Senior Health And Cancer
Cancer is a type of disease characterized by the uncontrolled growth and spread of abnormal cells. It can affect people of all ages, but certain types of cancer are more common in older individuals.
As people age, their risk of developing cancer increases due to the cumulative effects of environmental and genetic factors.
In what follows, we will explore some of the most common types of cancer seen in seniors, as well as the risk factors, symptoms, and treatment options for these types of cancer. Understanding the unique challenges and considerations of cancer in seniors can help all individuals to make informed decisions about their healthcare and take steps to reduce their risk of developing cancer.
Common Types of Cancer in Seniors
There are many different types of cancer that can affect people at any age, but at an advancing age, individuals are likely to see some specific types of cancer more often. The following focus will be on three common types of cancer in seniors:
- Skin Cancer
- Breast Cancer
- Prostate Cancer
Skin cancer is one of the most common types of cancer in the United States, and it is especially common in older individuals.
We will discuss these types of skin cancer:
- Basal Cell Carcinoma
- Squamous Cell Carcinoma
Basal cell carcinoma and squamous cell carcinoma are the most common types of skin cancer and are often found on areas of the skin that are exposed to the sun, such as the face, neck, and hands. Melanoma is a more aggressive form of skin cancer that is more likely to spread to other parts of the body.
The incidence of skin cancer increases with age, and seniors are at a higher risk for developing it due to the cumulative effects of sun exposure over the years. To reduce the risk of developing skin cancer, it is important for seniors to protect their skin from the sun by wearing protective clothing, using sunscreen, and seeking shade when the sun is strongest.
Breast cancer is the most common type of cancer in women, and it can also occur in men. Breast cancer can occur at any age, but it is more common in women over the age of 50.
There are several different types of breast cancer, three of the most common being:
- Infiltrating ductal carcinoma
- Infiltrating lobular carcinoma
- Mixed ductal/lobular carcinoma
Infiltrating ductal carcinoma is a type of breast cancer that begins in the cells that line the milk ducts and grows into surrounding breast tissue. It is the most common type of breast cancer, accounting for about 80% of all breast cancer cases.
Infiltrating lobular carcinoma is another common type of breast cancer. It begins in the cells that line the milk-producing lobules and also grows into the surrounding breast tissue. This type of breast cancer is less common and accounts for about 8-10% of all breast cancer cases.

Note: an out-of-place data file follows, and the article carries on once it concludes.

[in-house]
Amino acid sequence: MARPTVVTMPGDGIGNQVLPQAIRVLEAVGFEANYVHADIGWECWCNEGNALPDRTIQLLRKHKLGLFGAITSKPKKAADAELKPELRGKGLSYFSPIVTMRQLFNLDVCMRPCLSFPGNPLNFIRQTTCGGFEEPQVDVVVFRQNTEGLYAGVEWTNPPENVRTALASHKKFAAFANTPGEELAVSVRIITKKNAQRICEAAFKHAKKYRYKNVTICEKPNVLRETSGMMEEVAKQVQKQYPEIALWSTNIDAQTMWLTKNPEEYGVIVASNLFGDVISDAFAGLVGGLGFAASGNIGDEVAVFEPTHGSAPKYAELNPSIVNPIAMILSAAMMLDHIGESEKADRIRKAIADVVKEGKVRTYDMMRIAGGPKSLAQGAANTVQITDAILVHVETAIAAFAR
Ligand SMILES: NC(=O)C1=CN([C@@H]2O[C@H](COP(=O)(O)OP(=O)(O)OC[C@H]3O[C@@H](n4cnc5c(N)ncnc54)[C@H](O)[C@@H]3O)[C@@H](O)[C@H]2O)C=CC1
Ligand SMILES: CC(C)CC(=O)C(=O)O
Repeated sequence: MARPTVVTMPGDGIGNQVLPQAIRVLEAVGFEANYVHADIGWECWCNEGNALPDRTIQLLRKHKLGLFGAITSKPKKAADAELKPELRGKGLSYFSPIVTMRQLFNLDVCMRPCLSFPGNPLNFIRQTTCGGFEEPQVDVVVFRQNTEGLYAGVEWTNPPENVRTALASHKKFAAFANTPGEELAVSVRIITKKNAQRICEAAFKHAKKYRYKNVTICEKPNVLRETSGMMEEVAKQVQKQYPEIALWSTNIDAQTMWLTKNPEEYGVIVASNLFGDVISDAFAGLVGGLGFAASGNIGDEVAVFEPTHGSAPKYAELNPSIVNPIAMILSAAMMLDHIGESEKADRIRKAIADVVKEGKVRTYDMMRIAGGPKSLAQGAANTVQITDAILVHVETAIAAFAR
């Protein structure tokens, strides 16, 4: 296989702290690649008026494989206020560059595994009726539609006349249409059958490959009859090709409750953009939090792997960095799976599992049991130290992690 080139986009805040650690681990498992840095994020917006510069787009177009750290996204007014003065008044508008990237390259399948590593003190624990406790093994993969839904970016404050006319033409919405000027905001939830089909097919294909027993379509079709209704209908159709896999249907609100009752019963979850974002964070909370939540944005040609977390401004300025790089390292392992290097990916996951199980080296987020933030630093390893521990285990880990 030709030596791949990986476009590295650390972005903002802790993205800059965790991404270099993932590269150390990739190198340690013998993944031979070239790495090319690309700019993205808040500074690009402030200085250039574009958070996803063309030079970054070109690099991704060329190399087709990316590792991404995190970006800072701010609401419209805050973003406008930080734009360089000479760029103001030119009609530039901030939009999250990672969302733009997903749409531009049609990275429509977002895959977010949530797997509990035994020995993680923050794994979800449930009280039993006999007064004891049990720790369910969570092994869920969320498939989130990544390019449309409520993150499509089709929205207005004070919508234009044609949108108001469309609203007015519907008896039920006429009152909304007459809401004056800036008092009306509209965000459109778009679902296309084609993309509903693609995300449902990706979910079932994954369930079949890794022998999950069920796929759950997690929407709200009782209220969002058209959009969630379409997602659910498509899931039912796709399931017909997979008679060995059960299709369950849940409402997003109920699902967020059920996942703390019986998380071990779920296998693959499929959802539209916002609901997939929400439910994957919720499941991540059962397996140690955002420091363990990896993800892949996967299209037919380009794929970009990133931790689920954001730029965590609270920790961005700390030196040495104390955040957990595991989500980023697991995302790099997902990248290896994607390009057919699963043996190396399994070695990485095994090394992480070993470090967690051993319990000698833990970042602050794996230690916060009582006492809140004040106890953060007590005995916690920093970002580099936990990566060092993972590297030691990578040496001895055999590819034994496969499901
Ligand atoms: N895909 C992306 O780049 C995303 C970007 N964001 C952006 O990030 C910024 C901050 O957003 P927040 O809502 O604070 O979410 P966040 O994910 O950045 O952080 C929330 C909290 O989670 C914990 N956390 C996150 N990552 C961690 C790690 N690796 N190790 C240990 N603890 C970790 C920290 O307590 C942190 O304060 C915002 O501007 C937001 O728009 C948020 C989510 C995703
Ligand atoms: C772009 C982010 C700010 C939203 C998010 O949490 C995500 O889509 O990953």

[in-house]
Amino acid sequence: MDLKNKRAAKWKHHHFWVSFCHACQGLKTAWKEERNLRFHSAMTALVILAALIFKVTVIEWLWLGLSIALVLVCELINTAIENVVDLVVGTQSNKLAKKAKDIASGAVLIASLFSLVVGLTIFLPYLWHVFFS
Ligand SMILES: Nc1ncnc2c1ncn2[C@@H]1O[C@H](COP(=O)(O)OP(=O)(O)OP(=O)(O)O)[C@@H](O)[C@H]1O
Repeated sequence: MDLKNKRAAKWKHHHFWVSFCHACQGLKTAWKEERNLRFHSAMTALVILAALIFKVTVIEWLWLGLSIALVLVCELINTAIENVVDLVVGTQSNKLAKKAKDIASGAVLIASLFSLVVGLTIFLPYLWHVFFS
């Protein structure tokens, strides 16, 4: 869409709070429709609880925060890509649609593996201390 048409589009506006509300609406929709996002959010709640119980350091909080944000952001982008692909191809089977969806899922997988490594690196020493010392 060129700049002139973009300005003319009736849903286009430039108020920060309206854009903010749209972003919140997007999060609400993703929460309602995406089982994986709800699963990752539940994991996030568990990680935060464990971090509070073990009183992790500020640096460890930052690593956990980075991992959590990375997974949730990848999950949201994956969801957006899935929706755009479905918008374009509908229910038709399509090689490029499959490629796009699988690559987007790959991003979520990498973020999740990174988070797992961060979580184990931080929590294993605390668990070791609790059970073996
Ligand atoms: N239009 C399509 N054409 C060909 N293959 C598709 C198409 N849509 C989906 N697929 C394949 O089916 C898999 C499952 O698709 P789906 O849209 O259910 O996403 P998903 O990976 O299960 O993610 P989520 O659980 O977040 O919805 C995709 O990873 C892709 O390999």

Finally, mixed ductal/lobular carcinoma is a type of breast cancer that includes features of both infiltrating ductal carcinoma and infiltrating lobular carcinoma. This type of breast cancer is the most rare and accounts for about 5-7% of all breast cancer cases.
Risk factors for breast cancer include family history, certain inherited gene mutations, and certain lifestyle factors, such as alcohol consumption and smoking. To reduce the risk of breast cancer, it is important for seniors to get regular screenings, maintain a healthy weight, and live a healthy lifestyle.
Prostate cancer is the most common type of cancer in men in the United States and the second most common cancer worldwide according to the World Health Organization. It’s also more common in seniors.
The prostate gland is a small, walnut-sized gland located just below the bladder in men. It produces the fluid that carries and nourishes sperm.
The most common type of prostate cancer is adenocarcinoma. This type of cancer develops in the glandular cells of the prostate. Adenocarcinoma accounts for about 95% of all prostate cancer cases.
Other types of prostate cancer include small cell carcinoma, transitional cell carcinoma, and squamous cell carcinoma. These types of prostate cancer are less common and tend to be more aggressive than adenocarcinoma.
Risk factors for prostate cancer include age, family history, and certain inherited gene mutations. To reduce the risk of prostate cancer, it is important for seniors to get regular screenings and maintain a healthy diet and lifestyle.
Treating Cancer in Seniors
Treatment for cancer in seniors can be complex due to the unique challenges and considerations that come with aging. Seniors may have other health conditions that need to be taken into account when selecting a treatment plan, and they may be more sensitive to certain medications and treatments.
The treatment recommended will depend on the type and stage of cancer, as well as the location and size of the tumor. The most common types of treatment include chemotherapy, radiation therapy, immunotherapy, and surgery.
It is important for seniors to discuss all of their treatment options with their healthcare team and to consider all alternatives when deciding on a treatment plan. Seniors may also want to consider seeking a second opinion from another healthcare provider to ensure that they are making an informed decision.
Skin cancer, breast cancer, and prostate cancer are three common types of cancer that can affect seniors. It is important for seniors to be aware of the risk factors associated with these cancers and to take any possible steps to prevent their occurrence.
This can include protecting the skin from the sun, getting regular screenings, and maintaining a healthy diet and lifestyle.